<610r>

Besides the Refractions hitherto described, there is a refraction of another kind made in Island-glass, which is a sort of Talc or pellucid stone found in Island, in the form of an {illeg} parallelopiped, clear as crystall splitting in glossy planes parallel to any of its sides, & enduring a violent fire without fusion. The obtuse angles of its sides or surfaces being 101 degr 52′, & the acute ones 78 degr 8′ each

If a beam of light fall perpendicularly upon any surface of this glass, this beam in passing through that {surface} shall part into two beams one of which shall go perpendicularly through the glass {illeg} to do according to the rules of Opticks & the other beam shall start {illeg}varicate from the former beam in an angle of about 6° 40′ & when it arrives {illeg} other side of the glass falling upon it obliquely in an angle of 83° 20′ it shall {illeg} perpendicularly out of the glass. And if the beame of light fall upon the first surface of the glass in any oblique {illeg} {this} beame shall there divide into two beames one of which shall be refracted {according} to the known laws of Opticks the sine of incidence being to the sine of refraction {illeg}, & the other shall be refracted according to another law.

This {illeg} {instance} with its wonderfull refraction was first described by Erasmus Bartholine {illeg} more exactly by Hugenius in his Treatise of light written {illeg} ABCDEF represent Figure a p{illeg} bounded with six parallelogram sides or six {illeg} whose {obtuse} angles are each of them 101° 52′ & their acute ones 68° 8′. And let three of the obtuse angles lye about the solid angle C & other three about the opposite solid angle E the other six solid angles being composed each of them with one obtuse & two acute ones And let the two biggest solid angles C & E composed of three obtuse ones be called the principal solid angles. & the plane which is perpendicular to the refracting surfaces & bisects either of their obtuse angles be called the principal planes. And let ST represent a beam of light falling on the first surface of the glass AB at the point T & being there refracted. This beam ST shall divide it self into two beams TV & TX some of the rays in the beam ST being refracted according to the known law of Opticks & going in the beam TV to the place V in the further surface of the glass the sine of the refraction of these rays being to the sine of their incidence as 3 to 5. And the rest of the rays in the beam ST being refracted according to another law & going in the beam TX to another place X in the further surface of the glass. which place X is thus found.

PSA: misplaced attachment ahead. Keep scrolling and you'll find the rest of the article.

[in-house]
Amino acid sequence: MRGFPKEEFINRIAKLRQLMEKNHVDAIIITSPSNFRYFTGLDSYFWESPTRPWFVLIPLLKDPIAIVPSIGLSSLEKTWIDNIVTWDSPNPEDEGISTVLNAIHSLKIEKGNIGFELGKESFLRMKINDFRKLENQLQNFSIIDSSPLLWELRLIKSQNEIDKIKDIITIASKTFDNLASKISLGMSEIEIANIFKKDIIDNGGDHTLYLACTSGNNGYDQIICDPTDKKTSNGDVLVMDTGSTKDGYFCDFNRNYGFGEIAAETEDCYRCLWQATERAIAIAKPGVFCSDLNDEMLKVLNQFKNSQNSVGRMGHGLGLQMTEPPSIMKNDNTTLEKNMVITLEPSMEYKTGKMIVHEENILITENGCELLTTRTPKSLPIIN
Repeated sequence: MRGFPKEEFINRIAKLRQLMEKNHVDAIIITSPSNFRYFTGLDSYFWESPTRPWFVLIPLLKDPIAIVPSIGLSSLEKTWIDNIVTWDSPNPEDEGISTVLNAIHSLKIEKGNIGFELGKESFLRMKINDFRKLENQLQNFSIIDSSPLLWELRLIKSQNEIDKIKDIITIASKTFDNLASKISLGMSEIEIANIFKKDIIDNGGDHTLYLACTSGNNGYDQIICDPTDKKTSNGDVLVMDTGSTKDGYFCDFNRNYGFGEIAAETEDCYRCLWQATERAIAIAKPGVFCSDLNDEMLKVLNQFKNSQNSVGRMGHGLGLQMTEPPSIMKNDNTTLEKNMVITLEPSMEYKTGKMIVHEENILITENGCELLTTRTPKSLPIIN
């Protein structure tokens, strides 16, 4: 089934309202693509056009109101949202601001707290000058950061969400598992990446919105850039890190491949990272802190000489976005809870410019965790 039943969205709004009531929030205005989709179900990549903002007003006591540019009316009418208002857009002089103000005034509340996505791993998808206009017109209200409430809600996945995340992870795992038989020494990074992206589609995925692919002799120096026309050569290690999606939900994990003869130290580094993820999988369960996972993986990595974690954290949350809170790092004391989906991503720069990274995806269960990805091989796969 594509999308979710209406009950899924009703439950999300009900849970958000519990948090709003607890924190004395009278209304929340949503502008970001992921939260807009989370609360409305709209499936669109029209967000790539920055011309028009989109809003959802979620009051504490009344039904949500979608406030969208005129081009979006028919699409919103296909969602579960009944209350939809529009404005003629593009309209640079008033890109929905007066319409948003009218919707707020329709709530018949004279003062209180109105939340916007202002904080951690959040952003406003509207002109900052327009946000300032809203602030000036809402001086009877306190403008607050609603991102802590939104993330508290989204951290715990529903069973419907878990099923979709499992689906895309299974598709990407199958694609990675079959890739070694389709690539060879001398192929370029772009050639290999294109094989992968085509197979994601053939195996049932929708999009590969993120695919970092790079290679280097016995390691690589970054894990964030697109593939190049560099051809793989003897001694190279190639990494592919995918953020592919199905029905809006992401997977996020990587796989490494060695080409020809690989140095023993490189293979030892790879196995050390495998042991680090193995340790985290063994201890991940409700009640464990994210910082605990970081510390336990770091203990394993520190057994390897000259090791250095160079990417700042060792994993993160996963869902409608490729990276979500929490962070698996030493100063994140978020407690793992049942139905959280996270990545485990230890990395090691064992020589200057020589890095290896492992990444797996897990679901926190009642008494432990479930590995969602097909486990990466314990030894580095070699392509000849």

<610v>

Find the line N which is in such proportion to the thickness of the glass or distance between the two refracting surfaces as the sine of 6° 40′ is to the Radius. Then from the point V upon the further surface of the glass draw he line VK equal to the line N & parallel to the lines which bisect the obtuse angle F of the further surface which is adjacent to one of the lesser solid angles, & you will have to point X to which the beam TX shal go.

Ph. 3 When these two beams of light TV & TX arrive at the further surface of the glass the beam TV which was refracted at the first surface after the usual manner shall be again refracted entirely after the usual manner at the second surface & the beam TX which was refracted after the unusual manner in the first surface shall be again refracted entirely after the unusuall manner in the second so that both these beams shall emerge out of the second surface in lines parallel to the first incident beam ST.

Ph. 4 If two or more pieces of Island glass be placed one after another in such manner that all the surfaces of the latter be parallel to all the corresponding surfaces of the first, the rays which are refracted after the usual manner in the first surface of the first glass will be refracted after the usual manner in all the following surfaces & the rays which are refracted after the unusual manner in the first surface will be refracted after the unusual manner in all the following surfaces. And therefore there is a difference in the rays of light by means of which one sort of rays is constantly refracted after the usuall manner & the other sort constantly after the unusual manner; & this difference was in the rays before their first refraction as well as before the latter refractions because it had the same effect upon them in all the refractions.